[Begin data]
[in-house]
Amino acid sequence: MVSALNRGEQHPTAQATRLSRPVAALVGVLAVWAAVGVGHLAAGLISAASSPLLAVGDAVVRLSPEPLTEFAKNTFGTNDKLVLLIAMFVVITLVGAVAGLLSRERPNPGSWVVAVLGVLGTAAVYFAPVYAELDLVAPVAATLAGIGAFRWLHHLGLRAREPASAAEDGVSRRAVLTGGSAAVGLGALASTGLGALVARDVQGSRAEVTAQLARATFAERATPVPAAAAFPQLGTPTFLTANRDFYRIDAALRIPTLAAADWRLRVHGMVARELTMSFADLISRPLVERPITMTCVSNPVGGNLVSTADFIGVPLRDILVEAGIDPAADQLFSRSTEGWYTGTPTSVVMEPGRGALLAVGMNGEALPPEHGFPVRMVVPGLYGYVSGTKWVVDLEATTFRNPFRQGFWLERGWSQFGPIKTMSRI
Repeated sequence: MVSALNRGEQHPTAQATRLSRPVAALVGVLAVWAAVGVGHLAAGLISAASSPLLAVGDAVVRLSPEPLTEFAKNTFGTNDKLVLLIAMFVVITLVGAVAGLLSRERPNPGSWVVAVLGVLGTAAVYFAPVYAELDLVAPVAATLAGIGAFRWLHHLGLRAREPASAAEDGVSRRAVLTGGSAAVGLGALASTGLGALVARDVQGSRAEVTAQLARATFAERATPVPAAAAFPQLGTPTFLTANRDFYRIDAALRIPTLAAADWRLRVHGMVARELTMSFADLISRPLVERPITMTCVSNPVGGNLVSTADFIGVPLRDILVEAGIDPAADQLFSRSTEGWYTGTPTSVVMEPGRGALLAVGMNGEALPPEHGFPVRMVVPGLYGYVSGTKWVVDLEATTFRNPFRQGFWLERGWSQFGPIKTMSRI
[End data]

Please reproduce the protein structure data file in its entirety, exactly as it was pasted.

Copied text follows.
[in-house]
Amino acid sequence: MVSALNRGEQHPTAQATRLSRPVAALVGVLAVWAAVGVGHLAAGLISAASSPLLAVGDAVVRLSPEPLTEFAKNTFGTNDKLVLLIAMFVVITLVGAVAGLLSRERPNPGSWVVAVLGVLGTAAVYFAPVYAELDLVAPVAATLAGIGAFRWLHHLGLRAREPASAAEDGVSRRAVLTGGSAAVGLGALASTGLGALVARDVQGSRAEVTAQLARATFAERATPVPAAAAFPQLGTPTFLTANRDFYRIDAALRIPTLAAADWRLRVHGMVARELTMSFADLISRPLVERPITMTCVSNPVGGNLVSTADFIGVPLRDILVEAGIDPAADQLFSRSTEGWYTGTPTSVVMEPGRGALLAVGMNGEALPPEHGFPVRMVVPGLYGYVSGTKWVVDLEATTFRNPFRQGFWLERGWSQFGPIKTMSRI
Repeated sequence: MVSALNRGEQHPTAQATRLSRPVAALVGVLAVWAAVGVGHLAAGLISAASSPLLAVGDAVVRLSPEPLTEFAKNTFGTNDKLVLLIAMFVVITLVGAVAGLLSRERPNPGSWVVAVLGVLGTAAVYFAPVYAELDLVAPVAATLAGIGAFRWLHHLGLRAREPASAAEDGVSRRAVLTGGSAAVGLGALASTGLGALVARDVQGSRAEVTAQLARATFAERATPVPAAAAFPQLGTPTFLTANRDFYRIDAALRIPTLAAADWRLRVHGMVARELTMSFADLISRPLVERPITMTCVSNPVGGNLVSTADFIGVPLRDILVEAGIDPAADQLFSRSTEGWYTGTPTSVVMEPGRGALLAVGMNGEALPPEHGFPVRMVVPGLYGYVSGTKWVVDLEATTFRNPFRQGFWLERGWSQFGPIKTMSRI